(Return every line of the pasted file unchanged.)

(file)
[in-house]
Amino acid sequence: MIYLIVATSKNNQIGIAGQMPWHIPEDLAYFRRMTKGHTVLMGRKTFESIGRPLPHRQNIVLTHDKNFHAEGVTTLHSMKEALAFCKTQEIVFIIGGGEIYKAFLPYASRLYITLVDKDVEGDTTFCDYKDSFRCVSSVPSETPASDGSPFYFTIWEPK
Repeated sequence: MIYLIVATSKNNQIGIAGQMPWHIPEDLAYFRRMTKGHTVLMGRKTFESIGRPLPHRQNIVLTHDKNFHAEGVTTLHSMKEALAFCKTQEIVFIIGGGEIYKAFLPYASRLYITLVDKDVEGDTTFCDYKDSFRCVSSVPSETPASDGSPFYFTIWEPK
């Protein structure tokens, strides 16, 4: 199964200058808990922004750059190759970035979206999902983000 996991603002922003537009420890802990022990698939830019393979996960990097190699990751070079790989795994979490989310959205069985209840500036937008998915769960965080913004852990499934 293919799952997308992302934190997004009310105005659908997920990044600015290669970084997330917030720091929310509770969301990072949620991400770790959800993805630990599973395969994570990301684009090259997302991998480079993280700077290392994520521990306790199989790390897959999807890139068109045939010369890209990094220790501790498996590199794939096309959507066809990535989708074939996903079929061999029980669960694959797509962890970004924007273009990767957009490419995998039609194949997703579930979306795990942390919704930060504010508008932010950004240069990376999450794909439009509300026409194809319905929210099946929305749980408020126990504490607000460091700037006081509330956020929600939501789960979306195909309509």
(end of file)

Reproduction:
[in-house]
Amino acid sequence: MIYLIVATSKNNQIGIAGQMPWHIPEDLAYFRRMTKGHTVLMGRKTFESIGRPLPHRQNIVLTHDKNFHAEGVTTLHSMKEALAFCKTQEIVFIIGGGEIYKAFLPYASRLYITLVDKDVEGDTTFCDYKDSFRCVSSVPSETPASDGSPFYFTIWEPK
Repeated sequence: MIYLIVATSKNNQIGIAGQMPWHIPEDLAYFRRMTKGHTVLMGRKTFESIGRPLPHRQNIVLTHDKNFHAEGVTTLHSMKEALAFCKTQEIVFIIGGGEIYKAFLPYASRLYITLVDKDVEGDTTFCDYKDSFRCVSSVPSETPASDGSPFYFTIWEPK
């Protein structure tokens, strides 16, 4: 199964200058808990922004750059190759970035979206999902983000 996991603002922003537009420890802990022990698939830019393979996960990097190699990751070079790989795994979490989310959205069985209840500036937008998915769960965080913004852990499934 293919799952997308992302934190997004009310105005659908997920990044600015290669970084997330917030720091929310509770969301990072949620991400770790959800993805630990599973395969994570990301684009090259997302991998480079993280700077290392994520521990306790199989790390897959999807890139068109045939010369890209990094220790501790498996590199794939096309959507066809990535989708074939996903079929061999029980669960694959797509962890970004924007273009990767957009490419995998039609194949997703579930979306795990942390919704930060504010508008932010950004240069990376999450794909439009509300026409194809319905929210099946929305749980408020126990504490607000460091700037006081509330956020929600939501789960979306195909309509």